We invite you to keep everyone updated on your prayer requests and God’s answers to your prayers through Sunday school leaders or by emailing Linda directly.
Post prayers and praise directly on the BCBC website.
On the first page of the BCBC website, scroll to the bottom and click “Read more.” Then click “Prayer Requests Form Page,” and follow the directions to make the request. Check back daily to see how many people have prayed.
Be persistent in your prayers. If needed, request again, like the parable of the persistent widow to the unbelieving judge.
In a certain town there was a judge who neither feared God nor cared what people thought.And there was a widow in that town who kept coming to him with the plea, “Grant me justice against my adversary.”
For some time he refused. But finally he said to himself, “Even though I don’t fear God or care what people think,yet because this widow keeps bothering me, I will see that she gets justice, so that she won’t eventually come and attack me!” (Luke 18:1-8)
As for the confidentiality issue, ask permission from the person being prayed for to include their name in the prayer or praise request.
Trust our good God that he will answer our prayers in His best ways.
Let’s praise God together for His answers to our prayers.
“Empowered by the Holy Spirit, we are devoted to prayer,
the study of God’s Word,
and united in joyful, Christ-exalting worship.”*
“Sometimes when you discover something really special, it defies category. Sometimes, there’s transcendence.” Lecrae, Christian Hip Hop.
Every Sunday at 9:30 am, Pastor Tommy hosts a pre-worship service prayer meeting. We come together to ask for the Lord’s blessings. Everyone is welcome to join us (BCBC members and nonmembers). Just come with a heart willing to experience our Lord’s love.
You ask, “Why bother to pray?” “What’s in it for me?”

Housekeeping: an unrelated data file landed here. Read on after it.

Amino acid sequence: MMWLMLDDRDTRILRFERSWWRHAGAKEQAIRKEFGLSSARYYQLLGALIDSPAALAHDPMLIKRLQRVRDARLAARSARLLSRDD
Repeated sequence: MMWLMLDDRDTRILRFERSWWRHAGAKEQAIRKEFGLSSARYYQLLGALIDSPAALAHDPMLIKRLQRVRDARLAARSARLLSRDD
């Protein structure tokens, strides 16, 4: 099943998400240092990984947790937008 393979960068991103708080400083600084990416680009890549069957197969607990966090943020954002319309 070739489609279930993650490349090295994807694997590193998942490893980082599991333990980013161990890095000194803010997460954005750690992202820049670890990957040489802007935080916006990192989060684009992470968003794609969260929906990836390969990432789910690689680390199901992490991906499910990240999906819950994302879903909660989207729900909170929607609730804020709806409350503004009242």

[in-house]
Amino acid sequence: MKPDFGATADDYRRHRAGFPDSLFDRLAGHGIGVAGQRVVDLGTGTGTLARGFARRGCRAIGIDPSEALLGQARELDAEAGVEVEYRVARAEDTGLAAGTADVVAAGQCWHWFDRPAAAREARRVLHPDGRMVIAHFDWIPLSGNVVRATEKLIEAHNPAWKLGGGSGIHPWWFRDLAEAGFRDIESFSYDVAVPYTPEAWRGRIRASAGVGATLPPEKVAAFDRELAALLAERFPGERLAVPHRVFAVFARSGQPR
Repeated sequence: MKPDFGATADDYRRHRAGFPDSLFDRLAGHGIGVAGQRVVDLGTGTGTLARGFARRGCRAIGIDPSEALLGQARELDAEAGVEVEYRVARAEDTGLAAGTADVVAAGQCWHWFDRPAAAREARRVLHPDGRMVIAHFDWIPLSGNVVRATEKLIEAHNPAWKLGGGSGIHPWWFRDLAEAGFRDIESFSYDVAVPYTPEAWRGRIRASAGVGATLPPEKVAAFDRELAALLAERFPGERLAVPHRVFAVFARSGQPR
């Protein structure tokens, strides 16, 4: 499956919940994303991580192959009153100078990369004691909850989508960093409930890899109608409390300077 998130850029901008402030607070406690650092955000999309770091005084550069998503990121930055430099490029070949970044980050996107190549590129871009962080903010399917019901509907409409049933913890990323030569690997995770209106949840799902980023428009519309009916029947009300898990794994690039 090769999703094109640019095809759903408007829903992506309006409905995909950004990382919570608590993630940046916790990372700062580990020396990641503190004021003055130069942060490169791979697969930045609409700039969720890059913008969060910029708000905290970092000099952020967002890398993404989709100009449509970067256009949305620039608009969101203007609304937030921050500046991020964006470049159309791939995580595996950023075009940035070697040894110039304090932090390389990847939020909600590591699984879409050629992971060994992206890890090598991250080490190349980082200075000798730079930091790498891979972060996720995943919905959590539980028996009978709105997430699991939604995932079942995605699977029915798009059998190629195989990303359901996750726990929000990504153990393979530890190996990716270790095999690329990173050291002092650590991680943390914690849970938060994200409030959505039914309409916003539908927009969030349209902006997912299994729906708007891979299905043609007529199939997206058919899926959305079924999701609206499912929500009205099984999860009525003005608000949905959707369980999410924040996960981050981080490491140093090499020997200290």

“In today’s world,” writes David Jeremiah in his book, Prayer, the Great Adventure, the act of praying “flies in the face of our frantic efforts to prove that we are self sufficient, independent, and strong.” But be honest, we are none of these things!
We pray because it’s necessary, not because we ought to. We pray because we are without recourse. Acknowledging our limits and the Lord’s power, we call on his help. It’s our declaration of dependence. Could you use a little help?
Some think that prayer is what good people do when they are at their best. It isn’t. It’s what we do when we need guidance. Do you need guidance?
Some suppose that “insider” language is needed before God takes us seriously. There’s no code. God understands all languages.
Prayer is elemental. “It is no exaggeration,” says Pastor Jeremiah, “that prayer under-girded and preceded and empowered everything that our Lord did while He walked on this earth.” He is the best example of the power of prayer.
Jesus never taught his disciples how to preach, only how to pray and how to pray well. And he did it enthusiastically, with joy.
Be joyful in hope, patient in affliction, faithful in prayer. (Romans 12:12)
Do not be anxious about anything, but in everything, by prayer and petition, with thanksgiving, present your requests to God. (Philippians 4:6)
To know how to speak to God is more important than knowing how to speak to man. Power through God, not men, is achieved by prayer — the first thing.
Pray continually. (1 Thessalonians 5:17)
Ask and it will be given to you. Seek and you will find. Knock and it will be opened unto you.” (Matthew 7:7)
But remember, “Prayer is not just about asking for God’s blessings,” says Robert Velarde, “– though we are welcome to do so — but it is about communication with the living God. Without communication, relationships fall apart. So, too, our relationship with God suffers when we do not communicate with him.”